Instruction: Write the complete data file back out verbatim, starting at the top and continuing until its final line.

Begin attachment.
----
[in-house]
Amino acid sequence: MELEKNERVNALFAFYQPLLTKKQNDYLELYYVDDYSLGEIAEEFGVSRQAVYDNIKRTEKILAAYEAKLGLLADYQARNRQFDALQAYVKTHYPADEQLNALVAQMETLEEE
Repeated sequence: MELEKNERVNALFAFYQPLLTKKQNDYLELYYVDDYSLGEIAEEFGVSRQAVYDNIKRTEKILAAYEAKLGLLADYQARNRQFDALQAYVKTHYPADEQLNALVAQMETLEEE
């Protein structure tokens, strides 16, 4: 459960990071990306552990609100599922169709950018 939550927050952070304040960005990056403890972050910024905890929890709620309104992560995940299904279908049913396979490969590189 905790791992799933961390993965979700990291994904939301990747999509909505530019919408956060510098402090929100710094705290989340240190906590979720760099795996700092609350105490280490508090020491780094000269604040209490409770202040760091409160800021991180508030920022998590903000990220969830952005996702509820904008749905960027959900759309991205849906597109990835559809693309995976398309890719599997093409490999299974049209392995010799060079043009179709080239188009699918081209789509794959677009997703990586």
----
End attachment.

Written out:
[in-house]
Amino acid sequence: MELEKNERVNALFAFYQPLLTKKQNDYLELYYVDDYSLGEIAEEFGVSRQAVYDNIKRTEKILAAYEAKLGLLADYQARNRQFDALQAYVKTHYPADEQLNALVAQMETLEEE
Repeated sequence: MELEKNERVNALFAFYQPLLTKKQNDYLELYYVDDYSLGEIAEEFGVSRQAVYDNIKRTEKILAAYEAKLGLLADYQARNRQFDALQAYVKTHYPADEQLNALVAQMETLEEE
């Protein structure tokens, strides 16, 4: 459960990071990306552990609100599922169709950018 939550927050952070304040960005990056403890972050910024905890929890709620309104992560995940299904279908049913396979490969590189 905790791992799933961390993965979700990291994904939301990747999509909505530019919408956060510098402090929100710094705290989340240190906590979720760099795996700092609350105490280490508090020491780094000269604040209490409770202040760091409160800021991180508030920022998590903000990220969830952005996702509820904008749905960027959900759309991205849906597109990835559809693309995976398309890719599997093409490999299974049209392995010799060079043009179709080239188009699918081209789509794959677009997703990586």